Book Content Warning: suicide, death, mental illness, drug use, and mild sexual content.
“Between life and death there is a library,’ she said. ‘And within that library, the shelves go on for ever. Every book provides a chance to try another life you could have lived. To see how things would be different if you had made other choices… Would you have done anything different, if you had the chance to undo your regrets?’”
-The Midnight Library”
April 4-10, the week before our quarter started, was National Library Week. Additionally, April is National School Library Month. To honor both, I decided to read “The Midnight Library” by Matt Haig, and I was not prepared for the story that unraveled.
After the death of her beloved cat, losing her job, realizing she let down everyone around her and gave up all her hopes and dreams, Nora Seed decides she wants to die. But death isn’t at all as it seems. She wakes up, at midnight, in a seemingly-endless library. The librarian, who takes on the form of Mrs. Elm, Nora’s beloved school librarian from her childhood, shows Nora that she isn’t quite dead. Rather, Nora has a decision to make.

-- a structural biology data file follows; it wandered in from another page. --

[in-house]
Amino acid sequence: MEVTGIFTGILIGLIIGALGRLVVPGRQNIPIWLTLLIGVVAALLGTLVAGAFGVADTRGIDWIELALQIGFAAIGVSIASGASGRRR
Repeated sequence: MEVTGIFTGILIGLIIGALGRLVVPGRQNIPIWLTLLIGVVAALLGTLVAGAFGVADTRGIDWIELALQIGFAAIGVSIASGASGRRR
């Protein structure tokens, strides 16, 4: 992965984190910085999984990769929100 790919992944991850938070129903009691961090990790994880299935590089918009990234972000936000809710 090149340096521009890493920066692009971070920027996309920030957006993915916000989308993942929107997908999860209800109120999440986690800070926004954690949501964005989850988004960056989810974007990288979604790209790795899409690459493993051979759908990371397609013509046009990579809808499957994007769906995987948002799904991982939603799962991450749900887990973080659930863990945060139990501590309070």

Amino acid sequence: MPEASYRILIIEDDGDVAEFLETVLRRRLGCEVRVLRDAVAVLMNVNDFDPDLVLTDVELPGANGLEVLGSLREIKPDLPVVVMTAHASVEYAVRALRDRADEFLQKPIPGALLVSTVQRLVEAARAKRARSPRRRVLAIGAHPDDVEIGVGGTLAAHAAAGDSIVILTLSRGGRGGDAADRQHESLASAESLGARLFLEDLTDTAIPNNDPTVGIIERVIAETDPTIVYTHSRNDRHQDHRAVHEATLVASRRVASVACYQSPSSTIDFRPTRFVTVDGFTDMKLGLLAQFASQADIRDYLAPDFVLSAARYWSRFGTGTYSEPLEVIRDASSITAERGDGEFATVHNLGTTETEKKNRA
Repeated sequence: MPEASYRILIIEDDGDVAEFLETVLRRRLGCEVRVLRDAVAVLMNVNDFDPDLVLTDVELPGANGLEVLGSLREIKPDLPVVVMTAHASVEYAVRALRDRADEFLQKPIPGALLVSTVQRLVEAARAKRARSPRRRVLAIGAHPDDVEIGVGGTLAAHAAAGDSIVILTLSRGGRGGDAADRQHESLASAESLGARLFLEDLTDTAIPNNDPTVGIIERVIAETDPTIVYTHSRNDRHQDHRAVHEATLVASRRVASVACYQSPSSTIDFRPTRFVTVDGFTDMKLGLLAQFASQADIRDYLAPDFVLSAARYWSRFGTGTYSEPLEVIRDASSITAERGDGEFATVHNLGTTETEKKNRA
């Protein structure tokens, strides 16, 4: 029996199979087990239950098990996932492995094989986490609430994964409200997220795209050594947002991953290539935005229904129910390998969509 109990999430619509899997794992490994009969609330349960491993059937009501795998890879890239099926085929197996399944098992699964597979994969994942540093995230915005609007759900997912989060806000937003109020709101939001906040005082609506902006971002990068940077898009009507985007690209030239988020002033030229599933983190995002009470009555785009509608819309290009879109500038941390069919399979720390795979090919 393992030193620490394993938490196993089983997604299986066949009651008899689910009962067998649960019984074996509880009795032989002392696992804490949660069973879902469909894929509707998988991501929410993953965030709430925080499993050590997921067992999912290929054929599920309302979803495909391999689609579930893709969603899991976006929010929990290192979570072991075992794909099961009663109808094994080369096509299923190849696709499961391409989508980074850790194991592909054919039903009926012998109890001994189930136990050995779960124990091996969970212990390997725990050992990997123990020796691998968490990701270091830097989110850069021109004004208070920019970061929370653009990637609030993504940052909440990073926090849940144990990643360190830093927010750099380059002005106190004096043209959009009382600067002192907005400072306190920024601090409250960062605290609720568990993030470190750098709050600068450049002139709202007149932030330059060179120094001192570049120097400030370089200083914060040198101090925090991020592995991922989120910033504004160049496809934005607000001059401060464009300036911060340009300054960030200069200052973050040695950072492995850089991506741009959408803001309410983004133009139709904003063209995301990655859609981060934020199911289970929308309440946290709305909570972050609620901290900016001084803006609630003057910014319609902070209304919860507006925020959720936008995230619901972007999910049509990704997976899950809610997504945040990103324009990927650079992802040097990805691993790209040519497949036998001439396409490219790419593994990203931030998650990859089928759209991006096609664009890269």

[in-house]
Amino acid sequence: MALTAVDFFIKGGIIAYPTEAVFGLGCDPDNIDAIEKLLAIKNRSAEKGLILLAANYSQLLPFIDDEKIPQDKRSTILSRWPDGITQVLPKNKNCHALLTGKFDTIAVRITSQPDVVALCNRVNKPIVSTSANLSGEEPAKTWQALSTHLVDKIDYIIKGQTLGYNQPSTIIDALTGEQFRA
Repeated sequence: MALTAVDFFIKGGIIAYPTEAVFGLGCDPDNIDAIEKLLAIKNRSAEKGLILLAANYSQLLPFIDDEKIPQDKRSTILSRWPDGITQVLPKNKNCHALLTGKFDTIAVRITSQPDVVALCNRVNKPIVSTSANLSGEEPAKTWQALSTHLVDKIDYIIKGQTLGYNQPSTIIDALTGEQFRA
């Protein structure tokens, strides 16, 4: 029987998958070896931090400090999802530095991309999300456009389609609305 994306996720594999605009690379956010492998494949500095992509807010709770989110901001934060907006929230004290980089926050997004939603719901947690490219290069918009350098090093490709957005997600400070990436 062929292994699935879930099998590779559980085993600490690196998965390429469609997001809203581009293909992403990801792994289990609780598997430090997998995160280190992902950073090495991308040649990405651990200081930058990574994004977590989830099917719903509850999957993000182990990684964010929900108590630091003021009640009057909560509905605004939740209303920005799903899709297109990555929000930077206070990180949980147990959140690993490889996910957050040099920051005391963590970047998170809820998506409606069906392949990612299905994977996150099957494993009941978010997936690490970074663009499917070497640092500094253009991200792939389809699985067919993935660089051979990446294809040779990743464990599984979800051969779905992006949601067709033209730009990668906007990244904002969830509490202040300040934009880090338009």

Within the library, she can choose a book to see what her life would have looked like had she not given up on her current regrets. Nora, though, still feels life is not worth living and travels to her various alternative lives: a world where she didn’t leave her fiancé, one where she stayed in her brother’s band, another where she pursued a career in glaciology, and many more. After all, the library is full of endless possibilities. However, none of the lives are satisfying, and nothing is as it seems.
But Nora doesn’t have long. The library around her is shattering and going dark. She has a choice to make: to choose one of the lives from her many books to continue to live within, or to die as she originally intended.
I have struggled with depression and mental illness since childhood and this book really hit a soft spot in my heart that I didn’t know was there. I’ve spent so much of my life feeling like Nora that I could relate to the book very well, and I think many other people do, too. We often consider what possibilities would have been in our life had we taken the plunge into a scary situation, stayed with a special person, or even done something differently to keep a family member closer. This book really sheds light on how, even if our lives may have seemed better if we made certain decisions, that really isn’t the case at all. We should be happy with who we are and where we are now, and if we take a moment to wait, things may turn out differently than we expect.